Rowland Design Group Concentra integrated amplifier.

Rotel RCD-975 16x20 bit CD player. Fanfare FT-1 FM tuner & Terk FM antenna.

Transparent Audio MusicLink interconnects. MIT 750 Biwire loudspeaker cables.


four.jpg (6893 bytes)If you wanted to hear a symphony two hundred years ago, you had to make a deliberate effort. Wearing tight-fitting, uncomfortable clothing, you climbed into a horse-drawn carriage, and set off at five miles an hour to your city’s Symphony Hall. Hopefully, you lived close, the roads weren’t too muddy, and when you returned late at night, candles would be lit to help you find your way inside your front door.

These thoughts went through my mind recently, as I took my parents to the Music Center at the Dorothy Chandler Pavilion. The L.A. Philharmonic had graciously given up their hall to the City of Birmingham Symphony Orchestra and Sir Simon Rattle, on his farewell tour as Music Director. Sir Simon took us, first, to the Baroque era, with Rameau’s Suite Les Boreades, then to the Classical era with Haydn’s Symphony No. 86 in D, and ending with Beethoven’s revolutionary Symphony No. 3 ("Eroica"). Ahh, what a night. What beautiful, delicate, inspired music! I cleared all my audiophile notions from my mind, and just listened and enjoyed. And, when it was over, we didn’t have take a horse-drawn carriage home! The timing of this event was perfect, because I was auditioning several new components—the Twisted Pair cables and interconnects (see review in Issue No. 3), plus D Lin Audio’s Silver Symphony loudspeaker cables and Silver Bullet 4.0 interconnects. The D Lin silver cables had a lot to live up to, because my night at the Music Center was fresh in my mind.

I inserted the D Lin speaker cables between my Rowland Concentra integrated amp and my Sonus Faber Electa Amators and played (what else?) some baroque music—Haydn’s Symphonies 82, 38, and 104 (L.A. Chamber Orchestra, Dorian Recordings 90168)—and some classical music—Beethoven’s Symphony No. 3 (BPO, Von Karajan’s 1963 recording) on both vinyl and CD. These cables reproduced music in such an "effortless" way that I found listening to them close to the live musical experience I had just had. They are fast, delicate, and accurate across a wide dynamic range. D Lin Audio has done a lot of things right here.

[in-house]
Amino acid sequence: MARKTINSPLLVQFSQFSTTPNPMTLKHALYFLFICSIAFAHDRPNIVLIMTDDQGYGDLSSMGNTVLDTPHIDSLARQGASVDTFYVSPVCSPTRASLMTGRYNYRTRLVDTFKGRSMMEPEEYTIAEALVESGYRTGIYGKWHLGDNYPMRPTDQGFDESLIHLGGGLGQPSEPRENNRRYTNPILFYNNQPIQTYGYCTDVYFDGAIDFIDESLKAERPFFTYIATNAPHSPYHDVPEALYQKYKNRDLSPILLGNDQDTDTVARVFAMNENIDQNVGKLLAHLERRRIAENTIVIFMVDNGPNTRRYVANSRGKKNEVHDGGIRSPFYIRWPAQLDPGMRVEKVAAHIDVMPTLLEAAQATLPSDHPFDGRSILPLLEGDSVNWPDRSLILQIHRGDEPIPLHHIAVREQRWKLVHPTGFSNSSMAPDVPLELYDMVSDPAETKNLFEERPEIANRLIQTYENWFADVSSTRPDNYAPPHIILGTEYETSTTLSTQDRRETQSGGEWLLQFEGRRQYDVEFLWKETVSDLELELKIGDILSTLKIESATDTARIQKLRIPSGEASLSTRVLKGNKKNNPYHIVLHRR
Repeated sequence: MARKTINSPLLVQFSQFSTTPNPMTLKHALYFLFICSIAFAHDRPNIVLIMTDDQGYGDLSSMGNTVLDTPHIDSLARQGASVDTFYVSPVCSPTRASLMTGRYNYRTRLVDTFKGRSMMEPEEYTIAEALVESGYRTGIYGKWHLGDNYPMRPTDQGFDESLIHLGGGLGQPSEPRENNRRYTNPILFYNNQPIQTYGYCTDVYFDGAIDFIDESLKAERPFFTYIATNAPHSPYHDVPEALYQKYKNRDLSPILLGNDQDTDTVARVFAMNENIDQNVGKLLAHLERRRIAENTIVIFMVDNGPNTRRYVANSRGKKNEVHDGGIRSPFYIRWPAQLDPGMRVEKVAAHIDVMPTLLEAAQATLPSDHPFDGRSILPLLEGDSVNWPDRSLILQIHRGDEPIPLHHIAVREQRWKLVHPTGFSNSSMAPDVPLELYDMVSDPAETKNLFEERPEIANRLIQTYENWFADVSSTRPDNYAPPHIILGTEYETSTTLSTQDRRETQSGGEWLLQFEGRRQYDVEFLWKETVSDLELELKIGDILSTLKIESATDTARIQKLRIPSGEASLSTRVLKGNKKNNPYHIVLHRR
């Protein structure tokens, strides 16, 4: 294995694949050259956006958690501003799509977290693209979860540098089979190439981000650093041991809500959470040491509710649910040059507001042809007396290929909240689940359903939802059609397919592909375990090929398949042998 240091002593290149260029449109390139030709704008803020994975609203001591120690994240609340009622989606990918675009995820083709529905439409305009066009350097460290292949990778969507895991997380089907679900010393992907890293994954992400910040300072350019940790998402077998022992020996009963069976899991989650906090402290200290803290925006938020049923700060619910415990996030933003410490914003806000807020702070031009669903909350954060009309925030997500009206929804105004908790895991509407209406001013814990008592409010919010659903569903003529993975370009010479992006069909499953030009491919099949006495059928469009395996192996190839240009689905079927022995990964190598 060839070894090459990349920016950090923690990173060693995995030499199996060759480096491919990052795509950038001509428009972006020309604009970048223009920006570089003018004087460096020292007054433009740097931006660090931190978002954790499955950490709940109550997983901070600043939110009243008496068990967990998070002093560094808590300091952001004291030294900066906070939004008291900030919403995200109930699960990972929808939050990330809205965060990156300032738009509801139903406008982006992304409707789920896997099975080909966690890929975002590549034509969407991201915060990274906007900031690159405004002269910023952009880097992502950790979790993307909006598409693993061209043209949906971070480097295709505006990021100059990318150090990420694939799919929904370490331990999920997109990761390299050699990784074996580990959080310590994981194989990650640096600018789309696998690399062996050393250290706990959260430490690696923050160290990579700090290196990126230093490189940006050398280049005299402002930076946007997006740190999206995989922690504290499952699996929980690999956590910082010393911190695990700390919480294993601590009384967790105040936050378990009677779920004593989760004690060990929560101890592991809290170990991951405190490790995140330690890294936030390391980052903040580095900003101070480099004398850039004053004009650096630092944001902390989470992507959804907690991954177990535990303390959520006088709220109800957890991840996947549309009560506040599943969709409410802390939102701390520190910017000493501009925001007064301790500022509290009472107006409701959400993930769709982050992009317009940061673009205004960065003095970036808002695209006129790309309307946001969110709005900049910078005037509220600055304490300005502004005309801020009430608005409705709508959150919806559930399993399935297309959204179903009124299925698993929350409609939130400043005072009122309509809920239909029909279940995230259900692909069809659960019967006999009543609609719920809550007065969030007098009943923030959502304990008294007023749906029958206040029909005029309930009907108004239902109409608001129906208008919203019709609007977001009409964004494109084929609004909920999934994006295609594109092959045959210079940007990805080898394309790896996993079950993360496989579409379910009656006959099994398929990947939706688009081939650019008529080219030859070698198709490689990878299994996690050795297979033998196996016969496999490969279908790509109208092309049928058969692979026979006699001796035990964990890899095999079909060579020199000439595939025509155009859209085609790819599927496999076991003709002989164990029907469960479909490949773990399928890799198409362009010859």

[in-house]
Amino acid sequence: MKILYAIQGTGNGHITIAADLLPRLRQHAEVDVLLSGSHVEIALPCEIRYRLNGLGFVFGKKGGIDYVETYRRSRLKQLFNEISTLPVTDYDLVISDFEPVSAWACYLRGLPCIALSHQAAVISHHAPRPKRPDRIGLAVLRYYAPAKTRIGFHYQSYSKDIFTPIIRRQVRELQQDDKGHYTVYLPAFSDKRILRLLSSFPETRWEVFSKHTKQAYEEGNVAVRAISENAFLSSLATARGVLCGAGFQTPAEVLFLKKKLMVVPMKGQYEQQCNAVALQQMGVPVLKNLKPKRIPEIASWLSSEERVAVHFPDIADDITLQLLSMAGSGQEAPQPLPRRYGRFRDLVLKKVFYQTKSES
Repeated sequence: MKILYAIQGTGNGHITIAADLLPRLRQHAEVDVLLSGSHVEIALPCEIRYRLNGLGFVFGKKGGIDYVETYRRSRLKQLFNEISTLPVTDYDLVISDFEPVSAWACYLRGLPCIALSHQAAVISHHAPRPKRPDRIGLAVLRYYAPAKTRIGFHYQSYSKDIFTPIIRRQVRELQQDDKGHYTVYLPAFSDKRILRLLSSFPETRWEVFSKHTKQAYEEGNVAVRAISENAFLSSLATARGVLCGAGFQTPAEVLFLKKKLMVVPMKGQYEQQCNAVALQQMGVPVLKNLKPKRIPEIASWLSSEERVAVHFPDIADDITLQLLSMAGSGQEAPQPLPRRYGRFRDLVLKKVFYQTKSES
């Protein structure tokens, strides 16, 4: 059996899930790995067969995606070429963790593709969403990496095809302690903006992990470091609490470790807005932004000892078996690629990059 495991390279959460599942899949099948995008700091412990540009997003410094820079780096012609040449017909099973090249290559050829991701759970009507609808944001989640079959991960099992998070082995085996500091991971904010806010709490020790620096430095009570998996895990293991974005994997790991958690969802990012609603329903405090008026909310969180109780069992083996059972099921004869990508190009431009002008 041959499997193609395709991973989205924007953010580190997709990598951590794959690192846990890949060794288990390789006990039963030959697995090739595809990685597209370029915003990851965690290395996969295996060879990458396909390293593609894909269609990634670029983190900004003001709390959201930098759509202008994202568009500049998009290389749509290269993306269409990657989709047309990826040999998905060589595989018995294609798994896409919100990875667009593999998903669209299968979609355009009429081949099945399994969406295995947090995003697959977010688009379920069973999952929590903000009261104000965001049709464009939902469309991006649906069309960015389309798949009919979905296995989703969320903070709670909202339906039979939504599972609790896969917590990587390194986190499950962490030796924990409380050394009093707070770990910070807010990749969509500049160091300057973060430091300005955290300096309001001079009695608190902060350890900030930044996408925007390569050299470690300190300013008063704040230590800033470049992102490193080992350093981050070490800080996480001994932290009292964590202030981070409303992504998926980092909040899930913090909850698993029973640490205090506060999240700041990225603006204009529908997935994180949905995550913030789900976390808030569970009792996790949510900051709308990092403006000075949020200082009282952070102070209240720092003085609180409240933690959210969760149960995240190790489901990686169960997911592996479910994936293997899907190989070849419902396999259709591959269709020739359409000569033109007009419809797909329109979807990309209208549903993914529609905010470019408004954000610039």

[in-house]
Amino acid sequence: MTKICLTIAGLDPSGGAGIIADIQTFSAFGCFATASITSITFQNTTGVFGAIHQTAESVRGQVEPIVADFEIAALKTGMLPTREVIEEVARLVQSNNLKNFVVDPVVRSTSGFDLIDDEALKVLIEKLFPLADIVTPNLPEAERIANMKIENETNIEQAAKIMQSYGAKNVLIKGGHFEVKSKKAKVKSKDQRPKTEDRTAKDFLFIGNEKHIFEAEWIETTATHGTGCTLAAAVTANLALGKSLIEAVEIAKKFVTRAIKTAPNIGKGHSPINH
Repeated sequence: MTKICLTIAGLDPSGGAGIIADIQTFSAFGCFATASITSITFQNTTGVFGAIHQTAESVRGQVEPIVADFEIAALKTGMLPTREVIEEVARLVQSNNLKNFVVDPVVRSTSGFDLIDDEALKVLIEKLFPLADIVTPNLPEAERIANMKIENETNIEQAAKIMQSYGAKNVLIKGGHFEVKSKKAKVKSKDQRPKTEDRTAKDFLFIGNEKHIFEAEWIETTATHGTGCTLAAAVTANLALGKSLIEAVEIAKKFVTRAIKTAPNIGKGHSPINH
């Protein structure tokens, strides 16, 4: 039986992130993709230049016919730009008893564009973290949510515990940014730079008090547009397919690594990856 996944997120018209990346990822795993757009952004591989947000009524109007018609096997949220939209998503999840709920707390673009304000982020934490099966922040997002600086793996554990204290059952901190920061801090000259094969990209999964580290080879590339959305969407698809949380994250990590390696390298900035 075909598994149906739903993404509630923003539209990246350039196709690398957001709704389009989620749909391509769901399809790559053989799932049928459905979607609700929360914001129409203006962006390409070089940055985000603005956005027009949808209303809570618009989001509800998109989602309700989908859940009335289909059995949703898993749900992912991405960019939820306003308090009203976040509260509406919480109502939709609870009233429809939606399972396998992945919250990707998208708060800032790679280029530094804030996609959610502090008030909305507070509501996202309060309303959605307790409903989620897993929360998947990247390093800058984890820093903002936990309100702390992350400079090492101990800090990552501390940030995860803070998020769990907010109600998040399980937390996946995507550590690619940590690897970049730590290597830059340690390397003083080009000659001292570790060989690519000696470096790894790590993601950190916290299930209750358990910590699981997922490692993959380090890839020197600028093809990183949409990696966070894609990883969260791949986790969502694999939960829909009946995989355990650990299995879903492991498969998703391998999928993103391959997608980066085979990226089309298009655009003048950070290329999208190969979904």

By comparison, the Twisted Pair speaker cables dropped quickly out of contention. The TPs could not convey as wide, deep, or accurate a soundstage, and much of the graceful, musical quality of the D Lin cables was absent. Against my reference MIT 750 speaker cables, the D Lins had slightly more air and detail in the treble, and a similar midrange, but they could not match the MITs’ ability to provide deep bass slam. I think I may be too partial to bass reproduction (too much time spent listening to explosions and earthquakes in my home theater), so I don’t fault the D Lins’ bass response. They provided such high quality detail and musicality from high to low that the quantity of bass just wasn’t missed. I highly recommend these beautiful looking and sounding cables.

If D Lin can design such stunning loudspeaker cables, how do you think their interconnects sound? Yes, stunning too. I compared the D Lin Silver Bullets to the Twisted Pair interconnects, and to my Transparent Audio Musiclink Plus interconnects. Across the board, with jazz, rock, acoustical, and classical music, the Silver Bullets proved to be stellar performers. I noted the same effortlessness and graceful musical qualities of the Silver Symphony loudspeaker cables. Much of the harshness or glare of my CDs seemed to evaporate. This time, both the Twisted Pair and Transparent Audio interconnects fell below the level of excellence of the D Lins. Dynamics, pace, soundstaging, and detail were all there in the right amounts. You know when you find and hear a product that has "rightness" or true "palpability." You relax, sit back, close your eyes, listen and enjoy. With these two D Lin products, I listened, enjoyed, and had a "symphonic" experience in my listening room.
Roger McNichols, Jr

Silver Audio